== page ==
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Eric Clapton & Steve Winwood live!

| June 24, 2009 | 0 Comments

United Center, Chicago
Wednesday, June 17, 2009

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Considering the nucleus of Blind Faith hadn’t toured together since 1969, it was particularly monumental when Eric Clapton and Steve Winwood performed a short set together at Bridgeview’s Toyota Park in 2007 as part of the Crossroads Guitar Festival. Given that evening’s rave reviews and the pair’s unfathomable chemistry following four decades apart, it was only fitting to launch a full tour, anchored in the live CD/DVD set Live From Madison Square Garden.

While each co-headliner’s star power likely packed the United Center as opposed to the somewhat obscure classic-rock album from which they first collaborated, much of that self-titled project from the psychedelic era was on display. Rather than any of these guitar slinger’s mega solo hits, the joint evening kicked off with Blind Faith’s bluesy jam “Had To Cry Today,” steeped in Winwood’s soulful pipes and Clapton’s even fiercer licks.

Across the next two-and-a-half hours, the duo alternated lead vocals and six-string solos. They often relied on Winwood’s wizardry on the organ and grand piano, recreating the short-lived magic from the late 1960s and also dusting off solo chestnuts that don’t often make it to each’s regular shows. Though that meant not a single shed of Winwood’s ’80s hit parade (not even “Higher Love”) and nothing from Clapton’s more recent stable of smashes (like the unmissed “Change The World”), it did fulfill the fantasy of longtime listeners with an affinity for obscure cuts and off-the-cuff call-outs.

But that wasn’t to say all the songs were unfamiliar, including Clapton’s reading of J.J. Cale’s “After Midnight,” swapping verses with Winwood during the Blind Faith days’ “Presence Of The Lord,” and dipping back to Derek & The Dominos via an acoustic (though disappointingly subdued) “Layla.” Winwood often saluted the Traffic period, dusting off the instrumental “Glad” with hair-raising organ howls, presenting “Pearly Queen” with renewed fervor, and providing an unexpectedly jazzy trip through Ray Charles’ “Georgia On My Mind.”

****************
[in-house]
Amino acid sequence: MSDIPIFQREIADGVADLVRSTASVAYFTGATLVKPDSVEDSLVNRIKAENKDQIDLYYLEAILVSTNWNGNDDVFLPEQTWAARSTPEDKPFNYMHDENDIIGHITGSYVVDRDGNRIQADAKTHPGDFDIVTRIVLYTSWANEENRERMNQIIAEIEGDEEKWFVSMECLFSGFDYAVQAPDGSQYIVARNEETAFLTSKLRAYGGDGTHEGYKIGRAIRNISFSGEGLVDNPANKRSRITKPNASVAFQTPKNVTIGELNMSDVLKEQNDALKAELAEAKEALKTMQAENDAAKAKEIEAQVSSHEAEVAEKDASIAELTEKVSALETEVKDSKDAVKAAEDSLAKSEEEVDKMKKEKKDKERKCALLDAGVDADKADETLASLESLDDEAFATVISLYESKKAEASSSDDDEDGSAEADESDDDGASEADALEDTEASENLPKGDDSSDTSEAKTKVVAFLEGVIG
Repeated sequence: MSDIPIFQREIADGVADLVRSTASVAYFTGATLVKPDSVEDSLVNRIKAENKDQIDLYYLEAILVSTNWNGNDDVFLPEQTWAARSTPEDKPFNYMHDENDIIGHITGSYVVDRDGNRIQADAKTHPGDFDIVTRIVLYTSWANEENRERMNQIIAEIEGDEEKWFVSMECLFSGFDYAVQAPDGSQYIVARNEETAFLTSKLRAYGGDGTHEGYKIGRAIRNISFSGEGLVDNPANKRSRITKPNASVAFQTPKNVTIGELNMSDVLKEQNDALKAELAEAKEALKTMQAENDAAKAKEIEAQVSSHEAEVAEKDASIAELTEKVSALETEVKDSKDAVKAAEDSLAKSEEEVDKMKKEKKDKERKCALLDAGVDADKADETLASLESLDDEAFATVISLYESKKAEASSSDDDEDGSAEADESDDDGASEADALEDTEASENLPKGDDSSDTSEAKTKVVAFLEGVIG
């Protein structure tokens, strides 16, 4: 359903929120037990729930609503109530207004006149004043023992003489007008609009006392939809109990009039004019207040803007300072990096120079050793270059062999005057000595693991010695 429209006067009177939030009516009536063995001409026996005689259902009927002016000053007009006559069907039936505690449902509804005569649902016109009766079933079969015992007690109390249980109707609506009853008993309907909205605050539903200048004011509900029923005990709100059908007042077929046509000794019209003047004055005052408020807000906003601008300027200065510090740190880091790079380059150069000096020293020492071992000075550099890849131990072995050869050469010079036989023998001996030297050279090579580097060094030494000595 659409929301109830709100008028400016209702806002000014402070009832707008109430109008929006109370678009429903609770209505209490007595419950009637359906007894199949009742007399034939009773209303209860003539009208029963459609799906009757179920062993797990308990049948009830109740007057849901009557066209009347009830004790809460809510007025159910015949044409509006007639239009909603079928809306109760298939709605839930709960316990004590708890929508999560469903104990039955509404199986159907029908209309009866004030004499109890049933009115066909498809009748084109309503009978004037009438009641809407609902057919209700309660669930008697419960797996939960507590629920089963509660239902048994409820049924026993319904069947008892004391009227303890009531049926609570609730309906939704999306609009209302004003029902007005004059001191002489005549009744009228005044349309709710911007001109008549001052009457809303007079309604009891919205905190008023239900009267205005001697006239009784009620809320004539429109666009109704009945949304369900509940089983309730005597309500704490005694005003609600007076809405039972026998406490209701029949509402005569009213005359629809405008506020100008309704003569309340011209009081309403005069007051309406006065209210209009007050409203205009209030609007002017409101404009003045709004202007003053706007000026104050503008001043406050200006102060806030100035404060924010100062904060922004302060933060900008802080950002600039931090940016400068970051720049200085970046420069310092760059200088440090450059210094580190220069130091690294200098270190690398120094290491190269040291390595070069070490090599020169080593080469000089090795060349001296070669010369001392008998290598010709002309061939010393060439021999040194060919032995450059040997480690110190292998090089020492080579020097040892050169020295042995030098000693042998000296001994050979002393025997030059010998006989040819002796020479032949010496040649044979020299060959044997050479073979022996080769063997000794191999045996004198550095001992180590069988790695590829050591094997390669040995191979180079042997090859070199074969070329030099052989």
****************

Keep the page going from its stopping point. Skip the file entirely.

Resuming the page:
Regardless of whose catalog a song came from, unity was the sole vibe with neither legend sporting an ego or insisting on extra attention. If anything, both stared in mutual admiration, which gave Clapton’s normally stodgy stage presence an extra jolt of energy and the always-jovial Winwood an even wider smile. That spirit of camaraderie was especially apparent on the standard “How Long Blues,” which took an unplugged approach that was so intimate, it made the basketball arena seem like Buddy Guy’s Legends.

Like their appearance at Crossroads, the last half hour was truly when the pair unpacked the treasure trove, resurrecting Blind Faith’s smoldering “Can’t Find My Way Home,” the incendiary Woodwind original “Split Decision,” and even Jimi Hendrix Experience’s growling “Voodoo Chile” (on which Winwood was an original session player). Add an encore with surprise (though geographically obligatory) guest Buddy Guy on “Sweet Home Chicago” and “Downing On Dry Land,” and it was a time portal to each artist’s golden eras, enhanced by the finely chiseled chops that have only improved in their 40 years apart.

Andy Argyrakis

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Category: Live Reviews, Weekly

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